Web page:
Akin’s film does not pay attention to such things. Among the few enlightening scenes is one that points out that even in the 1970s in Germany victims of Nazi rule could unexpectedly encounter their former tormentors. The former SS man “Soldier Norbert” (Dirk Böhling) and the former prostitute Frida (Martina Eitner-Acheampong) meet in the local inn, the Golden Glove. Honka takes the woman home, confessing that his father was also in a concentration camp, only to brutally gag her a few moments later. It is the only point in the film where the issue of concentration camps plays a role, although Honka, as a child, had himself been confined by the Nazi regime in a children’s concentration camp.

In the event, the movie, with its scenes of hideous violence, ignores the social conditions that contributed to Honka’s development into a murderer.

I Was at Home, But

The German-Serbian film, I Was at Home, But by Angela Schanelec, was awarded the Silver Bear prize for Best Director. Schanelec belongs to the so-called Berlin School, which seeks to provide a cinematic alternative to Hollywood-influenced “narrative cinema.” Instead of the rapidly edited succession of sequences characterising commercial films, the Berlin School prefers long, drawn-out shots to supposedly achieve a naturalistic effect and counter prevailing cinematic clichés.

I Was at Home, But

Thirteen-year-old Phillip (Jakob Lassalle), whose father has recently died, has reached adolescence, is becoming curious about the world and developing a sense of responsibility. In the eyes of his pessimistic mother Astrid (Maren Eggert), the world outside is dominated by an emotional deep freeze. Even in the theatre feelings are played out, she complains to a young director (Dame Komljen). Astrid herself is a bundle of nerves.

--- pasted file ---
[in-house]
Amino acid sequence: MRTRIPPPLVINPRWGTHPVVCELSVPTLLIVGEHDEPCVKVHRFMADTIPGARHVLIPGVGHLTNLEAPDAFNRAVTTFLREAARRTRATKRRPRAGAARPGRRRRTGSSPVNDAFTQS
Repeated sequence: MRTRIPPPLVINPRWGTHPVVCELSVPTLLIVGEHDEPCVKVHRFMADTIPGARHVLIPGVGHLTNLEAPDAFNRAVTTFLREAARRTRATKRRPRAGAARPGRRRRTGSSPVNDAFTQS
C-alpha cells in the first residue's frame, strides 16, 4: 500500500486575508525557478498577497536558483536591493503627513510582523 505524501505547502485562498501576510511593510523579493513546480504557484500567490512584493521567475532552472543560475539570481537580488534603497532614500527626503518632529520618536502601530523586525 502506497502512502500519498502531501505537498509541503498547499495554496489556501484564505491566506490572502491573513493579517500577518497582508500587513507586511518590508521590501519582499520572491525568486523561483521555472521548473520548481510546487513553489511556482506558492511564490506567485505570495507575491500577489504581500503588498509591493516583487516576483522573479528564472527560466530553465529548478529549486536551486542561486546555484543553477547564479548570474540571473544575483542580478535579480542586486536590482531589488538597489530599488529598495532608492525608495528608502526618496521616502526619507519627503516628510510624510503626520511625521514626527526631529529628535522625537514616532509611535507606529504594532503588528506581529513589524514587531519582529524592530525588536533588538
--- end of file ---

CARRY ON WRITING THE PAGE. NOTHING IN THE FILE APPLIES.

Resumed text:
A parallel strand of the film features youthful students, including Phillip, performing Shakespeare’s Hamlet, reciting the play’s lines in an unbearably crude manner. Drawing a connection between the internal anguish of Hamlet and the emotional state of an adolescent is an original idea.

The disappearance of Phillip and a subsequent blood poisoning trigger the first visible feelings on Astrid’s part: anxiety for her son. Phillip’s brief immersion into reality opens his path to genuine feelings. Hamlet’s cardboard crown lands eventually in the street. The emotional triggers have thoroughly social implications. What is currently driving parents and teachers to protest is fear and concern for the future of their children.

Astrid’s own coldness is clearly related to the prevailing capitalist business ethic. However, this driving force behind personality disorders remains in the dark here despite a number of hints. Emotionless, monotone dialogue dominates the movie and eventually becomes unbearable. Salvation, the film suggests, is only possible by turning to “naturalness.” Lengthy, meditative scenes in the forest calm the mind—the fox is just a fox, not a metaphor for anything else, the donkey who gazes at us “ironically” is just a donkey. Take a deep breath, the film says, live for the moment—and forget about anything like Hamlet’s futile pondering.